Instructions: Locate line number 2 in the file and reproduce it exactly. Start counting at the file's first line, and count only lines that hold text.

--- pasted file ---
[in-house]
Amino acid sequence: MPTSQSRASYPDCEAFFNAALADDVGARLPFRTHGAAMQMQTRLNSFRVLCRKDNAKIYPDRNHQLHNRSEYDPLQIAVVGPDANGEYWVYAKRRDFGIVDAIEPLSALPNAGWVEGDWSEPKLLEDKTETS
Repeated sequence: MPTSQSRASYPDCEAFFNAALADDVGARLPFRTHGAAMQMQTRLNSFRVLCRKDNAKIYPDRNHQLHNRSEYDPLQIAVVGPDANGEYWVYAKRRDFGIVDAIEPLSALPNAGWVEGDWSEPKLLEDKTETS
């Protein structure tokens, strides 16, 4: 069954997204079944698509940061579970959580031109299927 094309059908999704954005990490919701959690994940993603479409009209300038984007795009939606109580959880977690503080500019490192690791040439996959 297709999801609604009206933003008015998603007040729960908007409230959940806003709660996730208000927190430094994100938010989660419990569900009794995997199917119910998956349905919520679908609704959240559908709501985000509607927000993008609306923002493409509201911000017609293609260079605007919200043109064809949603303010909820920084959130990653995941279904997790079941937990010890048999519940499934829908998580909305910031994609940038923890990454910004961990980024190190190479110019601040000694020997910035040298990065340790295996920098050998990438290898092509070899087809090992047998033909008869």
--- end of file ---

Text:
Amino acid sequence: MPTSQSRASYPDCEAFFNAALADDVGARLPFRTHGAAMQMQTRLNSFRVLCRKDNAKIYPDRNHQLHNRSEYDPLQIAVVGPDANGEYWVYAKRRDFGIVDAIEPLSALPNAGWVEGDWSEPKLLEDKTETS